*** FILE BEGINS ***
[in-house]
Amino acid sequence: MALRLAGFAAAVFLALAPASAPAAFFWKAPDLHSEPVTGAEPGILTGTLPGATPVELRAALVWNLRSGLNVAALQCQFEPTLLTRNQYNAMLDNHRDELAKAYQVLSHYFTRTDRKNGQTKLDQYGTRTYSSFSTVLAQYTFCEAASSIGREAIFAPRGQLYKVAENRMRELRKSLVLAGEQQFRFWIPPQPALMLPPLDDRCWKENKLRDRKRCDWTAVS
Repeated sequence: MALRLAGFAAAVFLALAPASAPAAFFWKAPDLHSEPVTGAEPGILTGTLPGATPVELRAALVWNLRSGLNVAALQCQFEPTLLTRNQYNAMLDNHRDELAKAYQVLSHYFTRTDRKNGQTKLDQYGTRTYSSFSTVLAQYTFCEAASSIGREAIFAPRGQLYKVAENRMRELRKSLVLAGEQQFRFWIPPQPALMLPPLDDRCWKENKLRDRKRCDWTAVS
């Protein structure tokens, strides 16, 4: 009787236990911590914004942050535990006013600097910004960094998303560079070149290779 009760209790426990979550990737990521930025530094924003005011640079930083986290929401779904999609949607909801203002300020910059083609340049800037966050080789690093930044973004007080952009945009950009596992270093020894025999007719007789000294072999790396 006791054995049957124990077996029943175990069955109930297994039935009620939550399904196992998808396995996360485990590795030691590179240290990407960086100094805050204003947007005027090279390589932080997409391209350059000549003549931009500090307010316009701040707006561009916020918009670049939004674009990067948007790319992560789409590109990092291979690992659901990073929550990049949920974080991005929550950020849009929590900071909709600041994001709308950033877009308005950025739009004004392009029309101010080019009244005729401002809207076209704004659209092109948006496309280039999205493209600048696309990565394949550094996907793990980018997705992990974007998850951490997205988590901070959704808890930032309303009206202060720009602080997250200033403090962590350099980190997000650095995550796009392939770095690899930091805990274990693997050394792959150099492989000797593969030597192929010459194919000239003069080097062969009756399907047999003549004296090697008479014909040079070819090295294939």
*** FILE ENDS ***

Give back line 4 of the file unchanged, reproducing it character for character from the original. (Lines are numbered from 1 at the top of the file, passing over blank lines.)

């Protein structure tokens, strides 16, 4: 009787236990911590914004942050535990006013600097910004960094998303560079070149290779 009760209790426990979550990737990521930025530094924003005011640079930083986290929401779904999609949607909801203002300020910059083609340049800037966050080789690093930044973004007080952009945009950009596992270093020894025999007719007789000294072999790396 006791054995049957124990077996029943175990069955109930297994039935009620939550399904196992998808396995996360485990590795030691590179240290990407960086100094805050204003947007005027090279390589932080997409391209350059000549003549931009500090307010316009701040707006561009916020918009670049939004674009990067948007790319992560789409590109990092291979690992659901990073929550990049949920974080991005929550950020849009929590900071909709600041994001709308950033877009308005950025739009004004392009029309101010080019009244005729401002809207076209704004659209092109948006496309280039999205493209600048696309990565394949550094996907793990980018997705992990974007998850951490997205988590901070959704808890930032309303009206202060720009602080997250200033403090962590350099980190997000650095995550796009392939770095690899930091805990274990693997050394792959150099492989000797593969030597192929010459194919000239003069080097062969009756399907047999003549004296090697008479014909040079070819090295294939």